Haitian President Jovenel Moise was shot dead by mercenaries last week at his home in Port-au-Prince, officials said. File Photo by Jean Marc Herve Abelard/EPA-EFE

Haitian President Jovenel Moise was shot dead by mercenaries last week at his home in Port-au-Prince, officials said. File Photo by Jean Marc Herve Abelard/EPA-EFE

Assassination of a president: A Haitian puzzle

Gwynne Dyer

The presidential dogs were still alive, which meant that something was very wrong with the official explanation of the assassination of Haitian President Jovenel Moïse on 7 July. In very poor countries even moderately prosperous people whose houses contain things worth stealing usually have large dogs, and those dogs are trained to attack intruders.

The dogs would certainly have attacked Moïse’s attackers if they didn’t kno w them, but they didn’t have a scratch on them. Neither did his bodyguards, who somehow didn’t hear the twelve shots that killed the president and the several more shots that severely wounded his wife. In fact, they heard nothing, saw nothing and knew nothing.

But the Haitian police rapidly arrested fifteen Columbian ex-soldiers and killed three others. There were two Haitian-Americans with them, and six more Columbians are still on the run. “Foreigners came to our country to kill the president,” lamented police chief Léon Charles.

Why would anybody import white foreigners to assassinate the president of a black country? Haiti has lots of gangsters and hit men of its own, and two dozen white foreigners would stick out a bit. In fact, have you ever heard of a hit team of more than two dozen men before? Yet that’s the story Moïse’s people are sticking to — which suggests that they might involved.

The assassins allegedly arrived in two large groups in May and June, and spent their time hanging around a suburban hotel in Port-au-Prince. Then early one morning last week they went to the palace, killed the president — and returned to their hotels, where most of them were arrested peacefully some hours later.

The story told via their wives and families back in Colombia is a bit different. They say that the mercenaries were hired as bodyguards for some prominent Haitian (they didn’t know who) for $2,700 per month.

They showed up in Haiti and got paid, but there was no actual work for them to do until 7 July. They were then handed an arrest warrant from a judge and told to go to Moïse’s residence, take him into custody, and bring him to the National Palace, where he would presumably be arraigned.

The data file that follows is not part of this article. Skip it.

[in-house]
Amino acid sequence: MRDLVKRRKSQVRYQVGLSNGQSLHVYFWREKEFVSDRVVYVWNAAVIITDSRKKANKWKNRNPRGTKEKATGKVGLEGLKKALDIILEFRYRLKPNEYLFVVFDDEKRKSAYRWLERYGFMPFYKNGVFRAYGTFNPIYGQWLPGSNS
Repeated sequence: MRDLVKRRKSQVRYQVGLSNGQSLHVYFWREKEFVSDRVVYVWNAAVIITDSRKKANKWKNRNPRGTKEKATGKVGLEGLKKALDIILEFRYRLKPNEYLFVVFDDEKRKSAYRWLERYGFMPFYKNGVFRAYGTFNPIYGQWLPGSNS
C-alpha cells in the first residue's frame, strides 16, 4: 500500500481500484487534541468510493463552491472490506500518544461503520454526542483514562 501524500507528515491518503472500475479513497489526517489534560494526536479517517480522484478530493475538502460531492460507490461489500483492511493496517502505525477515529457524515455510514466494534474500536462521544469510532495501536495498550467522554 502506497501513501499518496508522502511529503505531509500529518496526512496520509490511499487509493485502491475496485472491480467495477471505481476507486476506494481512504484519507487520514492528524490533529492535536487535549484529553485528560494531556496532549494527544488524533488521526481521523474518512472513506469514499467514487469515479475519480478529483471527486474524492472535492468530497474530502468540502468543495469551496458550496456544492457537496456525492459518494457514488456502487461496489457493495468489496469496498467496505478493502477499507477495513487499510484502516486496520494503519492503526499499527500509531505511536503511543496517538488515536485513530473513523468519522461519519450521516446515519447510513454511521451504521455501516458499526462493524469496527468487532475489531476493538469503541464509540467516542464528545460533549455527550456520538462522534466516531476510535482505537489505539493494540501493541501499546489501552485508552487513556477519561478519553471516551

This might have been a tricky task, since it involved getting past the president’s guards, but oddly it wasn’t a problem. The Columbians’ leaders went into the president’s rooms, found Moïse dead and his wife wounded, and so they all left again, presumably telling the guards on their way out.

That story implies an incredible naïveté among the Colombian mercenaries, but in fact all the explanations on offer are incredible. Assassins without an escape plan, who according to the security cameras arrived at 2.40 am, an hour and a half after Moïse was killed? A leading opposition politician says Moïse’s own guards did it.

Oh, and now the ‘authorities’ have arrested Christian Emmanuel Sanon, a 63-year-old Haitian oligarch who flew into the country on a private jet in early June with “political motives”. Have they arrested the ‘intellectual author’ of the killing? Is he just another patsy? And who is ‘they’ anyway? Don’t waste time wondering. It doesn’t matter.

Haiti has the vicious, convoluted, ultimately meaningless politics of a 16th-century Italian city state, with about the same standard of living (60 per cent of the population under the poverty line, which is $2.41 a day). It has the same riven, ruthless ruling caste, and the same levels of illiteracy, child labour and general violence. This is just another turn of the wheel.

The puzzle of who killed Moïse and why may never be solved, although which candidate emerges victorious from the current cluster of three rivals claiming the presidency will be a pointer in the right direction. None of them will change the fact that the country is really run by the rich and the gangs, often in partnership.

Haiti is not a ‘developing’ country. It is a society where two wealthy elites, one black and the other mulatto, compete for power but cooperate in oppressing and exploiting everybody else. Together they amount to about three per cent of the population; almost everybody else lives in poverty, and most in ignorance as well. And there is no development.

Ursula Le Guin once wrote a short story about an extraordinarily wealthy and healthy city where everybody lived in peace and bliss, which was guaranteed to last so long a single child was kept imprisoned in filth, darkness and misery. Haiti is like that, except that ten million must live in perpetual misery to guarantee the happiness of about 300,000.